Jamaica Tallawahs hit back at Chris Gayle's comments: Details here
Caribbean Premier League (CPL) franchise Jamaica Tallawahs have hit back at Chris Gayle over his comments on Ramnaresh Sarwan on YouTube. West Indies opener Gayle had blamed his team-mate for his ouster from the franchise. In a three-part YouTube video, the southpaw stated that he was undermined by several players and staff, the centre of them being Sarwan. Here's more.
Gayle, who is the leading CPL run-scorer, singled out former West Indies team-mate Sarwan, the assistant coach of the franchise, for playing a "big part" in Jamaica Tallawahs releasing him from their set-up. With Tallahwahs releasing Gayle, the southpaw has been signed up as a marquee player by St Lucia Zouks. Gayle has also played for St Kitts and Nevis Patriots.
"The ownership and management of the Jamaica Tallawahs were disappointed to see the comments made by Mr Christopher Gayle about his departure from the Tallawahs, as we would much rather have had these discussions in private," said a press release. The statement also stated that the decision was based on the side's awful performance in 2019, where they finished last in the tourney.
"What transpired with the Tallahwahs, you had a big part to play. You are a snake, you are worse than the coronavirus right now, You aren't the most loved person in the Caribbean. You are so vindictive, you are immature, you are back-stabbing," Gayle said.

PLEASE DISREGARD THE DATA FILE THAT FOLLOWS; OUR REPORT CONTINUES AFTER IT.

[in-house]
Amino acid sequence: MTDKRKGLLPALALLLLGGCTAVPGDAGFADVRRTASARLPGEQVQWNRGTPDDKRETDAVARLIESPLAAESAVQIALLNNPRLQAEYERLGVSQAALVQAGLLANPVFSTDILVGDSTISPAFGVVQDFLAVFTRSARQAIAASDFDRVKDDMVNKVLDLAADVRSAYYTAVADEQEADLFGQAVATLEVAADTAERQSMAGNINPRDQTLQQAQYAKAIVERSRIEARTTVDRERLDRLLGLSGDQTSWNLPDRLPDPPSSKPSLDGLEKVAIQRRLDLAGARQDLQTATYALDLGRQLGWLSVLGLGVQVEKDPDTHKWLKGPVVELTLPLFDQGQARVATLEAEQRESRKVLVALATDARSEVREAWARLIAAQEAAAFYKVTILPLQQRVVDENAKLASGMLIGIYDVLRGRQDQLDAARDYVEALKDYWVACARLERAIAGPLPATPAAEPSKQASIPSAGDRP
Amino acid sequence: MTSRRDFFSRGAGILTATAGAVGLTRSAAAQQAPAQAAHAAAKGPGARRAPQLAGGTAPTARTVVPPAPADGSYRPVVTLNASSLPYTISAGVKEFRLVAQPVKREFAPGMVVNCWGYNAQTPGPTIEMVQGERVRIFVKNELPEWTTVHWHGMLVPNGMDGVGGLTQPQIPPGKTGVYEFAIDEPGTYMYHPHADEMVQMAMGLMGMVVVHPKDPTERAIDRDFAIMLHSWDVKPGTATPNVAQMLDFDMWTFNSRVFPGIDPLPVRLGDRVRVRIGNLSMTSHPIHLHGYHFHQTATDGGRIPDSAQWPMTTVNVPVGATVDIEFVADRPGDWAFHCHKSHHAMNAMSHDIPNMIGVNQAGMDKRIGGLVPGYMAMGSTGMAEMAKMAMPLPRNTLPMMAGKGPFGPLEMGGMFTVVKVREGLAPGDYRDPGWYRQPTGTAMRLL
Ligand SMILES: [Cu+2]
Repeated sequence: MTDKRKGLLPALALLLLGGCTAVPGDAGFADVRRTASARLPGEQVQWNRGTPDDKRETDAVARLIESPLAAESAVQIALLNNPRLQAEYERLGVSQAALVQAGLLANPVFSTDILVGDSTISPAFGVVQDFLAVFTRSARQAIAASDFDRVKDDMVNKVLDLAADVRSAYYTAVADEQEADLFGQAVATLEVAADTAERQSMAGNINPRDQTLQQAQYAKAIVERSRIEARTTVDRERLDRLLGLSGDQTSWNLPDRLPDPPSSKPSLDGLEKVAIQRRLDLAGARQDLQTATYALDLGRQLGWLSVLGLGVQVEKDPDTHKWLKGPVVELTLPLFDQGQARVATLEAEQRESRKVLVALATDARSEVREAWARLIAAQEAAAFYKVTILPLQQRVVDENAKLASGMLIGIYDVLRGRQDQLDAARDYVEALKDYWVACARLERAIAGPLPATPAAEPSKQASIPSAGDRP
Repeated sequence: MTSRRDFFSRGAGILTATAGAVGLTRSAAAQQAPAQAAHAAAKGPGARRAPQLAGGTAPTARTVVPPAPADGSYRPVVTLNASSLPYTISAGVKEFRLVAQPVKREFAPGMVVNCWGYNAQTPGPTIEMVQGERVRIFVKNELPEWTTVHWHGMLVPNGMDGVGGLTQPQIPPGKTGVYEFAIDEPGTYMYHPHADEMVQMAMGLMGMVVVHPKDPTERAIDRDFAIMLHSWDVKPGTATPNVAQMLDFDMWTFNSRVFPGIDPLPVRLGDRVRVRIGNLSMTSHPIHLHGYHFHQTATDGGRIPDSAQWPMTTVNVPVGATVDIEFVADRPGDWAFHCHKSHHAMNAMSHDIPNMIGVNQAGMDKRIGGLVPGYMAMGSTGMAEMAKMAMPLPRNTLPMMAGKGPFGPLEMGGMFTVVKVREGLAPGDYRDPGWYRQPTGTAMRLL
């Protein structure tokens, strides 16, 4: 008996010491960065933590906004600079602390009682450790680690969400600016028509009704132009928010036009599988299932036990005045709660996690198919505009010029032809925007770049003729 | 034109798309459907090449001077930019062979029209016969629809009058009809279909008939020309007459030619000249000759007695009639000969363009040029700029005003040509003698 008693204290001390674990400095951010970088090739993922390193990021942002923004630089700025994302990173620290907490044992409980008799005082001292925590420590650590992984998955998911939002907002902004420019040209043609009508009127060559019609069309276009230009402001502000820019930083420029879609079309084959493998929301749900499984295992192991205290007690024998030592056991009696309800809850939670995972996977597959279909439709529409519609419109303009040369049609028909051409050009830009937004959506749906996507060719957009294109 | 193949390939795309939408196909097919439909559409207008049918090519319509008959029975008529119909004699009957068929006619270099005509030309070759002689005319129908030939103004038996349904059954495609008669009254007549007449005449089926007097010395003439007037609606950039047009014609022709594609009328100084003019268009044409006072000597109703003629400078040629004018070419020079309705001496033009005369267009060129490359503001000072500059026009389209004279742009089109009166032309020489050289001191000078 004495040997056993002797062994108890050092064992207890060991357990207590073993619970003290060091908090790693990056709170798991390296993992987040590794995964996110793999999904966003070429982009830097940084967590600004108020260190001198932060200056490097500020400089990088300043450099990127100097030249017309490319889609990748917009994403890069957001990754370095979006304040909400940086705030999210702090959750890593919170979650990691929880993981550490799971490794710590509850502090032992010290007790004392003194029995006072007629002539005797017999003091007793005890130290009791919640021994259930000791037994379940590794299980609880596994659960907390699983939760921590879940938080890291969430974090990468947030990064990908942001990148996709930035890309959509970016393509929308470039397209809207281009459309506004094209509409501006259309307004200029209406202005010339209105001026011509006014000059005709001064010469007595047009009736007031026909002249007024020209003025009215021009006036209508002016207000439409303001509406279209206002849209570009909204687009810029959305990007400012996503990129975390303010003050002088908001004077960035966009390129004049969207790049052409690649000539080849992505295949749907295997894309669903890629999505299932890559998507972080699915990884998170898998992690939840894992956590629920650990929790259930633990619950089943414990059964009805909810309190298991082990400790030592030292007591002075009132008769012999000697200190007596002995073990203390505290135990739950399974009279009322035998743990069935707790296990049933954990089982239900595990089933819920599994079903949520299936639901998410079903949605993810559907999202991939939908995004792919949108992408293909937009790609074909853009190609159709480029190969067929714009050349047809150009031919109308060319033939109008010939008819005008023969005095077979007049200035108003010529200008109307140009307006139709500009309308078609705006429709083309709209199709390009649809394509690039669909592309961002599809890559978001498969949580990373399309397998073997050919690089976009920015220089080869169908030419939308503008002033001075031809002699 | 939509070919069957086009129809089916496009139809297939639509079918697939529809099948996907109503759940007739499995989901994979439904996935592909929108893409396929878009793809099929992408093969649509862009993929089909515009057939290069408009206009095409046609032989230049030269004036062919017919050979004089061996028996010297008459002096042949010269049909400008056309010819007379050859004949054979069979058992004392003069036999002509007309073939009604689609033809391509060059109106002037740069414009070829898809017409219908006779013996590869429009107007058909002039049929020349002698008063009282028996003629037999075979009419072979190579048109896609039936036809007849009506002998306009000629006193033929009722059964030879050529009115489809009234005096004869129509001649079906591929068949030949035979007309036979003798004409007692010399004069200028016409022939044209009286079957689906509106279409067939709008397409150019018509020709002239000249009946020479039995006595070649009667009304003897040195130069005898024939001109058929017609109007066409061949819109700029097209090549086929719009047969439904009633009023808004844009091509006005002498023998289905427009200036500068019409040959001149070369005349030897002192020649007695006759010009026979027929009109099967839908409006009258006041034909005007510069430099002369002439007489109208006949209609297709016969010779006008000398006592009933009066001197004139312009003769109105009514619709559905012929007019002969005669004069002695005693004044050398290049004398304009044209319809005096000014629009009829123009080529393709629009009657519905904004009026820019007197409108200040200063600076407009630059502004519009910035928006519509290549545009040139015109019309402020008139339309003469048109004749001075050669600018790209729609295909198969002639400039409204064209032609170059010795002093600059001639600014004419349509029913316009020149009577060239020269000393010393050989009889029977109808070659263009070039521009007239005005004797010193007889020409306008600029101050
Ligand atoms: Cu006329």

The statement further added that "Mr Gayle gave several reasons for the decision that was made not to retain him in the Tallawahs. However, the truth is that this decision was made collectively by the ownership and management team, which did not include Mr Ramnaresh Sarwan and based purely on business and cricketing reasoning."
A day after Gayle slammed the franchise, West Indian all-rounder Andre Russell criticized the Tallawahs. "This year was way different. This is the weirdest franchise that I have ever played in. And when I mean weird, people that [are] supposed to reach out to you as an individual, and I am not just a normal player in the Jamaica Tallawahs team," he said.
"I was once a leader. I realize how they look at things and how they do things. I felt like a First-class player that just made his debut one game ago. Your opinion is not valuable. That's how I was treated," the West Indian added.